This paper deals with the design of fixed-structure controllers for TITO (two-input two-output) systems using frequency-domain data. In standard control approaches, a plant model is first derived, then a suitable controller is designed to meet some user-specified performance specifications. Basically, there are two common ways for obtaining mathematical models: white-box modeling and black-box modeling. In both approaches, it is difficult to obtain a simple and accurate model that completely describes the system dynamics. As a result, errors associated with the plant modeling may result in degradation of the desired closed-loop performance. Moreover, the intermediate step of plant modeling introduced for the controller design is a time consuming task. Hence, the concept of data-based control design is introduced as a possible alternative to model-based approaches. This promising methodology allows us to avoid the under-modeling problem and to significantly reduce the time and workload for the user. Most existing data-based control approaches are developed for SISO (single-input single-output) systems. Nevertheless, a large class of real systems involve several manipulated and output variables. To this end, we attempt here to develop an approach to design controllers for TITO systems using frequency-domain data. In such a method, a set of frequency-domain data is utilized to find an adequate decoupler and to tune a diagonal controller that meets some desired closed-loop performance measures. Two simulation examples are presented to illustrate and demonstrate the efficacy of the proposed method.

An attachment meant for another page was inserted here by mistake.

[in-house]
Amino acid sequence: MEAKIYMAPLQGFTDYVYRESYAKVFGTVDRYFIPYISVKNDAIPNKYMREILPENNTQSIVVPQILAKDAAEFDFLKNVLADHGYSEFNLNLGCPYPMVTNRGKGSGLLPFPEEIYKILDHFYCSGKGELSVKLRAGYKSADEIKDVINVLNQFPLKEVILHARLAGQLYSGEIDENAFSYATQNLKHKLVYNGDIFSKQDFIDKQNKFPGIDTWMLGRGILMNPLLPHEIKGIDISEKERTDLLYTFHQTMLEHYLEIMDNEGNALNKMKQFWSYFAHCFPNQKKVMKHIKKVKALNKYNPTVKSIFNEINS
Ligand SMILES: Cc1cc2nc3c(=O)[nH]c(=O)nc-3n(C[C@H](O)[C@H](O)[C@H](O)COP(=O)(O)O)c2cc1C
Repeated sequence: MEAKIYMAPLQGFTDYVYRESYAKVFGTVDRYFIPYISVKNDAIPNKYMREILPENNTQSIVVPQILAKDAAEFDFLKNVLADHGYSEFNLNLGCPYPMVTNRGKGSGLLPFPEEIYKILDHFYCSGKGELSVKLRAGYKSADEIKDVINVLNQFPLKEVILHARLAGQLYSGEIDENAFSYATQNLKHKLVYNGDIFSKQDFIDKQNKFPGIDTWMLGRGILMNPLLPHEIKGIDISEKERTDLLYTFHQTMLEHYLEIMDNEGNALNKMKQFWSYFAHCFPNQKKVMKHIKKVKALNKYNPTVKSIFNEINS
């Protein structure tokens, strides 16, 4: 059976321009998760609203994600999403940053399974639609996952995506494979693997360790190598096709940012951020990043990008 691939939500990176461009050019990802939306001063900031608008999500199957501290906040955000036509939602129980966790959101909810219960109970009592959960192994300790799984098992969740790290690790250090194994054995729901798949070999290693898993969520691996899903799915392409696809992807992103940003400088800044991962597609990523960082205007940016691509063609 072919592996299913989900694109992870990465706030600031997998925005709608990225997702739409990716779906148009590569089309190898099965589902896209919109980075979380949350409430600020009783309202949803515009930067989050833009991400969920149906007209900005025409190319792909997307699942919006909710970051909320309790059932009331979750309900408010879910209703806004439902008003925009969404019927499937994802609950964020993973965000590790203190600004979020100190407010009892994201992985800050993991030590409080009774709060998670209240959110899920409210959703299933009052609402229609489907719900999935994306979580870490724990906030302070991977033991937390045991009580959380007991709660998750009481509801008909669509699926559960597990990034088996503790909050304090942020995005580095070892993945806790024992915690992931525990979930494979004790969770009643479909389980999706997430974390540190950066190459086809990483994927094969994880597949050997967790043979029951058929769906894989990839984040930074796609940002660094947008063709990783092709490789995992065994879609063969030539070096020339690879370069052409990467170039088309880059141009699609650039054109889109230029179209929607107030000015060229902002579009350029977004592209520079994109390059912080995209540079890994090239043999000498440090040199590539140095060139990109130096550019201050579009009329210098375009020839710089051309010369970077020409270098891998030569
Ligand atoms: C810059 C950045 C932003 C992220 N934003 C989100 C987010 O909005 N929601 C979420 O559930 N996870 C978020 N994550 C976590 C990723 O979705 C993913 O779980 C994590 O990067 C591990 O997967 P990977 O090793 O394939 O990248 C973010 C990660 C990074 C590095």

TOPICS: Design, Modeling, Control equipment, System dynamics, Simulation, Errors
Tassadit Chekari, Rachid Mansouri and Maamar Bettayeb
J. Dyn. Sys., Meas., Control   doi: 10.1115/1.4041353